Payal Abdullah, the estranged spouse of former Jammu and Kashmir Chief Minister Omar Abdullah cannot be given government accommodation on security grounds, which is available to SPG protectees only, the Centre today told the Delhi High Court.
The Ministry of Urban Development told Justice Indermeet Kaur that the government accommodation, on security grounds, can be made available to private persons only when they are SPG protectees.
“It was declared that under the office memorandum of 2000 issued by the Directorate of Estate, Ministry of Urban Development and Poverty Alleviation, that no government accommodation will be allotted to any private person on any security consideration, except to Special Protection Group (SPG) protectees.
“Omar Abdullah has demitted the office of Chief Minister in January 2015 and Mufti Mohammad Sayeed assumed charge as the chief minister of the state on March 1, 2015 therefore, the petitioners were not entitled to occupy this premises, 7, Akbar Road (type VIII) bungalow, New Delhi, since the same was made for official use of Chief Minister of Jammu and Kashmir,” the affidavit, filed by the Centre, said.
The court on July 12 had protected them from being evicted from their government residence here till July 28 and this was today extended to August 4.
The affidavit, filed through Central government’s standing counsel Anurag Ahluwalia, said that Sayeed died on January 7, 2016 at AIIMS due to multiple organ failure, after which his daughter, Mehbooba Mufti, took oath as the Chief Minister.
Concurring with the stand of the Centre, state Advocate General Jahangir Iqbal Ganin said the state was faced with an extremely piquant situation in as it does not have an appropriate accommodation to house the Chief Minister in New Delhi befitting her position and security imperatives.
“The state government is not required in law to provide any residential accommodation to any of its Z or Z+ protectees. It is for the protectee to decide his/her residence and accordingly the state government provides the security detail, in coordination with the local police if the said protectee resides in Delhi,” the state government said in its affidavit.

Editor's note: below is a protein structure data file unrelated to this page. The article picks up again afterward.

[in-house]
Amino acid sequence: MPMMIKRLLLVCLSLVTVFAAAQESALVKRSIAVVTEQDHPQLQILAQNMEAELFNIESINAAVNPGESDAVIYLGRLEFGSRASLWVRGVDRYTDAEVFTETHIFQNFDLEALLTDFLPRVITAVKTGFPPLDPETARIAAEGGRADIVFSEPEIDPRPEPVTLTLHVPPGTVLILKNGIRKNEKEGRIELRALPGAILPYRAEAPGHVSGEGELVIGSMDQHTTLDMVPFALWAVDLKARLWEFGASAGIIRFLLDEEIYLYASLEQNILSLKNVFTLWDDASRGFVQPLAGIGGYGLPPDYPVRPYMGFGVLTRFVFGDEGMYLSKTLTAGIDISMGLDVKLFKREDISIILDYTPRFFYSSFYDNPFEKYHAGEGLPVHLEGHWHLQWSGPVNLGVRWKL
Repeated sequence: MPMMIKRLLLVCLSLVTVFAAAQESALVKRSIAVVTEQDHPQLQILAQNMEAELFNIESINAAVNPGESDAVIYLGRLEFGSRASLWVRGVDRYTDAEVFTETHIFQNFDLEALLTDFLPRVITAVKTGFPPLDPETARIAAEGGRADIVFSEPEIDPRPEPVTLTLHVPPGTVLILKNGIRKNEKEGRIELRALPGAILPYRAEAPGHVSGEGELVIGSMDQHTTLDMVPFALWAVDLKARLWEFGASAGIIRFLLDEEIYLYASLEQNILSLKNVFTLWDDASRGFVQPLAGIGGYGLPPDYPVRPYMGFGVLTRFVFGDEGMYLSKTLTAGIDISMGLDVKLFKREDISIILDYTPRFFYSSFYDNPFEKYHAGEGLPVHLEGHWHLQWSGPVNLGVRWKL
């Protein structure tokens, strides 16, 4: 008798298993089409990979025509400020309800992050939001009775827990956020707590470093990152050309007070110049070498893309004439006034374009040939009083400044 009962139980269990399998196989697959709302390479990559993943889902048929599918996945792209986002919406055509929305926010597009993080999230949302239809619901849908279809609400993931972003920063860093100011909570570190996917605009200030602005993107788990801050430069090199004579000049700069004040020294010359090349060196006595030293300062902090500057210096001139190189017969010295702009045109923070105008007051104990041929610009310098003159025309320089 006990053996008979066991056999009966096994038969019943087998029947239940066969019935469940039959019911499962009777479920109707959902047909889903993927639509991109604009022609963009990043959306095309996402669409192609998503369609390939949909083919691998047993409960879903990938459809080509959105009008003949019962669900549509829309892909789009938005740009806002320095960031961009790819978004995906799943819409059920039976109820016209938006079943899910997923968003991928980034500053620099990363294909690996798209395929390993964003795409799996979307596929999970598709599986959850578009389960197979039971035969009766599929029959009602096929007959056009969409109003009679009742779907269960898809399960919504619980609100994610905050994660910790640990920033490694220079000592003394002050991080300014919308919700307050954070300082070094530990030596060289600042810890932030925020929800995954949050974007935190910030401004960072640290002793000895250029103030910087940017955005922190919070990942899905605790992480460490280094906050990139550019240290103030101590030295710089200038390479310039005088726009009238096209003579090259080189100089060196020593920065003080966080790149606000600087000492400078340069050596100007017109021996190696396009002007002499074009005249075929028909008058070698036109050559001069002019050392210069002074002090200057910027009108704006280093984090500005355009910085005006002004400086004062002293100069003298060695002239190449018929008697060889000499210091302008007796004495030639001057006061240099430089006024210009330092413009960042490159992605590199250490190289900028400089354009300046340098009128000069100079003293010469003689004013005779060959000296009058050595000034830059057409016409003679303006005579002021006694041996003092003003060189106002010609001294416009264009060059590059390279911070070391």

The response of the Centre and the state government came in the backdrop of the court’s notice on the plea of Omar’s estranged wife that if she and her children are entitled to an alternate government accommodation, then the Centre be asked not to evict them till a suitable house is alloted to them.
She had also said the future house should be well equipped to accommodate security personnel in its campus.
The state government, in its affidavit, said, “the petitioners (Payal and her kids) can only reside in government accommodation through official position enjoyed by Omar Abdullah and they have no independent right claim or lien on the said premises nor do they hold any official position under the state government or government of India”.
In the plea, the wife and sons of Omar Abdullah, have claimed the Centre, through a letter dated September 9, 2015, allotted the 7-Akbar Road bungalow to the state of Jammu and Kashmir as the Chief Minister’s residence with retrospective effect from August 11, 2009, without following the due process of law, which was thus illegal.
They have contended that even now the website of the Department of Hospitality and Protocol of Government of Jammu and Kashmir shows that the residence of Chief Minister of the state was at 5, Prithviraj Road.
Their petition, filed through advocate Amit Khemka, has claimed that they moved the high court as Omar Abdullah in his response to the estate officer’s show cause notice had said he was no longer in occupation of the said premises and hence the authority was free to take whatever steps necessary to take over the premises.
The petitioners, including the two children, have sought parity with Priyanka Gandhi, Subramanian Swamy and several others who have been granted government accommodation on security grounds.
The petitioners have contended that the eviction order was passed without allowing them to lead evidence and without granting any personal hearing to them.
As per the eviction order, the petitioners were given 15 days to vacate the premises.
The petitioners have sought that they be either allowed to continue at Bungalow No. 7, Akbar Road, or allotted another suitable government accommodation where the security personnel, numbering 94, can effectively protect them.
She, in the plea, has said she has a flat in the city but it would be “totally insufficient for making elaborate security arrangements for their protection” as there are other flats in the same building.